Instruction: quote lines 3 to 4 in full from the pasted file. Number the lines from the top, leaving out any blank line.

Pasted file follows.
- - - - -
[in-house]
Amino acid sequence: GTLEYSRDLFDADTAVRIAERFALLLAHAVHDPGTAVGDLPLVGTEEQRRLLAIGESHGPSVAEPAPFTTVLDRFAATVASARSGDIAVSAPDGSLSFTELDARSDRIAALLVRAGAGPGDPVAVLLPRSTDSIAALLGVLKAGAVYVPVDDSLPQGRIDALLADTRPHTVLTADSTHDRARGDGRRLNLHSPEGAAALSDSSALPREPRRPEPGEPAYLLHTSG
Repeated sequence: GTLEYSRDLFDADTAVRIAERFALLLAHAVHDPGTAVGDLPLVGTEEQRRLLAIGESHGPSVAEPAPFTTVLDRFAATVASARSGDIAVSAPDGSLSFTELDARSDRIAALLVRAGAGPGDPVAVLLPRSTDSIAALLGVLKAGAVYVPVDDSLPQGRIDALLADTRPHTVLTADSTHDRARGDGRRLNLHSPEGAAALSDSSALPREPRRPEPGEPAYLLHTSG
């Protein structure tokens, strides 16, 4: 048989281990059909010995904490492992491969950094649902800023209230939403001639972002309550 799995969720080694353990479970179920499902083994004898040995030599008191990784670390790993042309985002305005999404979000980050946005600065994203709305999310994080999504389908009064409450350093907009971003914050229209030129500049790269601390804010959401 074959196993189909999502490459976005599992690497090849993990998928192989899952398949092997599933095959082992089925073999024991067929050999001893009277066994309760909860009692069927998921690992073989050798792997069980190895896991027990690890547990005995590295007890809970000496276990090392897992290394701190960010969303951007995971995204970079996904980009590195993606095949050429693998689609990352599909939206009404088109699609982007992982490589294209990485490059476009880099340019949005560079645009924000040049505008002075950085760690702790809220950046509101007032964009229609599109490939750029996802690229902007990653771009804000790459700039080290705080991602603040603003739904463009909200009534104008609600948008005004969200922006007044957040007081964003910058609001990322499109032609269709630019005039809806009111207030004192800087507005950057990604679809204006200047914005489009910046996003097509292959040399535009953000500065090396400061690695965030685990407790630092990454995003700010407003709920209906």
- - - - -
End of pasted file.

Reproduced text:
Repeated sequence: GTLEYSRDLFDADTAVRIAERFALLLAHAVHDPGTAVGDLPLVGTEEQRRLLAIGESHGPSVAEPAPFTTVLDRFAATVASARSGDIAVSAPDGSLSFTELDARSDRIAALLVRAGAGPGDPVAVLLPRSTDSIAALLGVLKAGAVYVPVDDSLPQGRIDALLADTRPHTVLTADSTHDRARGDGRRLNLHSPEGAAALSDSSALPREPRRPEPGEPAYLLHTSG
């Protein structure tokens, strides 16, 4: 048989281990059909010995904490492992491969950094649902800023209230939403001639972002309550 799995969720080694353990479970179920499902083994004898040995030599008191990784670390790993042309985002305005999404979000980050946005600065994203709305999310994080999504389908009064409450350093907009971003914050229209030129500049790269601390804010959401 074959196993189909999502490459976005599992690497090849993990998928192989899952398949092997599933095959082992089925073999024991067929050999001893009277066994309760909860009692069927998921690992073989050798792997069980190895896991027990690890547990005995590295007890809970000496276990090392897992290394701190960010969303951007995971995204970079996904980009590195993606095949050429693998689609990352599909939206009404088109699609982007992982490589294209990485490059476009880099340019949005560079645009924000040049505008002075950085760690702790809220950046509101007032964009229609599109490939750029996802690229902007990653771009804000790459700039080290705080991602603040603003739904463009909200009534104008609600948008005004969200922006007044957040007081964003910058609001990322499109032609269709630019005039809806009111207030004192800087507005950057990604679809204006200047914005489009910046996003097509292959040399535009953000500065090396400061690695965030685990407790630092990454995003700010407003709920209906």